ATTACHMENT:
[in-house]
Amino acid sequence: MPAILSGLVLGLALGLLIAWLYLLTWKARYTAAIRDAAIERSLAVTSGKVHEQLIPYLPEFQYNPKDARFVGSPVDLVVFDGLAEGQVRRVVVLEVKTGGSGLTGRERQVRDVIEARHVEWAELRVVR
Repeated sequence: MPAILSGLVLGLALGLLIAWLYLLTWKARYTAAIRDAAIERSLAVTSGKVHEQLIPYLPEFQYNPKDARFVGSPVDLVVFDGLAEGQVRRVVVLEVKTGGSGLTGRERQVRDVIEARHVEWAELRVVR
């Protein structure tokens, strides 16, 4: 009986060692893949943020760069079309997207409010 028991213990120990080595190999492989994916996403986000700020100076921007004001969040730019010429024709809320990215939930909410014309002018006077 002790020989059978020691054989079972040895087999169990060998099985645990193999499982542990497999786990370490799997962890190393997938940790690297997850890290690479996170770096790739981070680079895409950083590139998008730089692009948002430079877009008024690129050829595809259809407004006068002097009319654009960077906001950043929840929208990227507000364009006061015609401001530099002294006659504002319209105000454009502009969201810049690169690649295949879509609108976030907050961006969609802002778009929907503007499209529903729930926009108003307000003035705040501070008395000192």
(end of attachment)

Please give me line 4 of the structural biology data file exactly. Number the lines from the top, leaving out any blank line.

């Protein structure tokens, strides 16, 4: 009986060692893949943020760069079309997207409010 028991213990120990080595190999492989994916996403986000700020100076921007004001969040730019010429024709809320990215939930909410014309002018006077 002790020989059978020691054989079972040895087999169990060998099985645990193999499982542990497999786990370490799997962890190393997938940790690297997850890290690479996170770096790739981070680079895409950083590139998008730089692009948002430079877009008024690129050829595809259809407004006068002097009319654009960077906001950043929840929208990227507000364009006061015609401001530099002294006659504002319209105000454009502009969201810049690169690649295949879509609108976030907050961006969609802002778009929907503007499209529903729930926009108003307000003035705040501070008395000192």